Interesting comparison to his why he is successful on the field to why he acts the way he does off the field.

I'm looking forward to the SI article on Thursday. I heard it is a doozy.

BTW my captha word verification below is "enabler". Interesting...

Anonymous said...

Interesting that one of Tomlin's favorite sayings is that "(football) is what we do, not who we are".

J said...

How did Peter King get hold of this letter from Ben's attorney to the Commissioner? Is Goodell leaking this stuff now?

Anonymous said...

Dale, everyone is crying like a baby - media and fans alike - about the Steelers taking Worilds instead of Sean Lee. What are your thoughts?

Anonymous said...

Unbelieveable that this letter was leaked.

Very crafty of lawyer to couch it in terms of consensual sex when two rape allegations have been made... one still pending. Also, when the lawyer says something like "we know what Ben shouldn't have done but no one can tell me what he should do" ??? How bout not having sex with persons who are complete strangers to him?

Other interesting item is his comment that he knows Ben well and it doesn't surprise him that he is having personal problems. I'm very curious what the SI article will reveal this week.

Anonymous said...

The other rape allegation isn't pending anything - its a civil case - not a criminal one so there's nothing pending - anyone can sue someone else in civil court.

marc said...

cornwell leaked the letter to make himself look good and try to build sympathy for #7. it's total BS in my opinion.

Anonymous said...

And frivolous civil cases are dismissed. The case in Nevada survived a motion to dismiss. So it is pending right now.

Anonymous said...

marc, you are dead on.

And Sean Lee? Why? Does the team need a fifth-string inside linebacker? Sounds more like sour grapes from lousy predictions.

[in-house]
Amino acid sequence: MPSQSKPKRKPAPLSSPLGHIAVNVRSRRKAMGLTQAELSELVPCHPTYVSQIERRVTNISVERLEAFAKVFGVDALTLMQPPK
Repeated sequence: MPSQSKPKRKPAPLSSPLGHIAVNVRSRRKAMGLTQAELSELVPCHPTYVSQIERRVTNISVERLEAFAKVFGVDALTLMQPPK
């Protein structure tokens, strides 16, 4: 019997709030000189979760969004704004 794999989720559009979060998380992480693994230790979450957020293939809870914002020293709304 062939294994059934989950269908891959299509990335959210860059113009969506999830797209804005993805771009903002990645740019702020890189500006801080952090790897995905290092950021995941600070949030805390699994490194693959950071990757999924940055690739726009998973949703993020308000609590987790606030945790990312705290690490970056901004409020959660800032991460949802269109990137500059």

SteelerBill said...

And the DA stated what he did to build a PR campaign against Ben - guess it just depends on what side of the issue you fall. I appreciate the letter, it's good to see that Ben has people around him that care about his well being off the field...

marc said...

"None of the numerous people with whom I have discussed this matter has offered a tangible alternative to the choices that Ben made other than to suggest that Ben "make better choices" in the future"

i would like to see if rooney or tomlin have something to say about this specific sentence.

hmmm...how about, hey kid, don't engage in sexual activity with an intoxicated individual in a public place.

i feel relatively certain SOMEONE has told him that.

joseph said...

Big Ben is another example of a star athlete being catered to all his life. Enabled.

As far as Sean Lee, I for one am glad we took Worilds. Our Defense excels when out outside lb's create havoc. I'd rather take a flyer on someone like Worilds than Sean Lee. Just my opinion.

Anonymous said...

Ben is wreckless on and off the field, I for one hope he gets his head screwed on straight and drops about 20 lbs. when he comes back. I really can't feel bad for a guy who has his oportunity and drinks and wrecklessly throws it away....his life I mean we all know he does not know how to throw the ball away......ugh...work on that too while your gone Ben so you can play a few more years.

Anonymous said...

Ben ALWAYS loses his weight by training camp. Why do you think it is a problem now? And he's not going to throw the ball away, that's just the way he plays. He'll fight for a play until it is over. Tomlin likes it, Arians likes it and it has brought 2 super bowls. I for one hope he does not change that

Pgh Saint said...

I just read the SI highlights.
What a scumbag Ben is.
For example, he saw a pregnant lady at a restaurant and said what happened did you boy friend forget to pull out?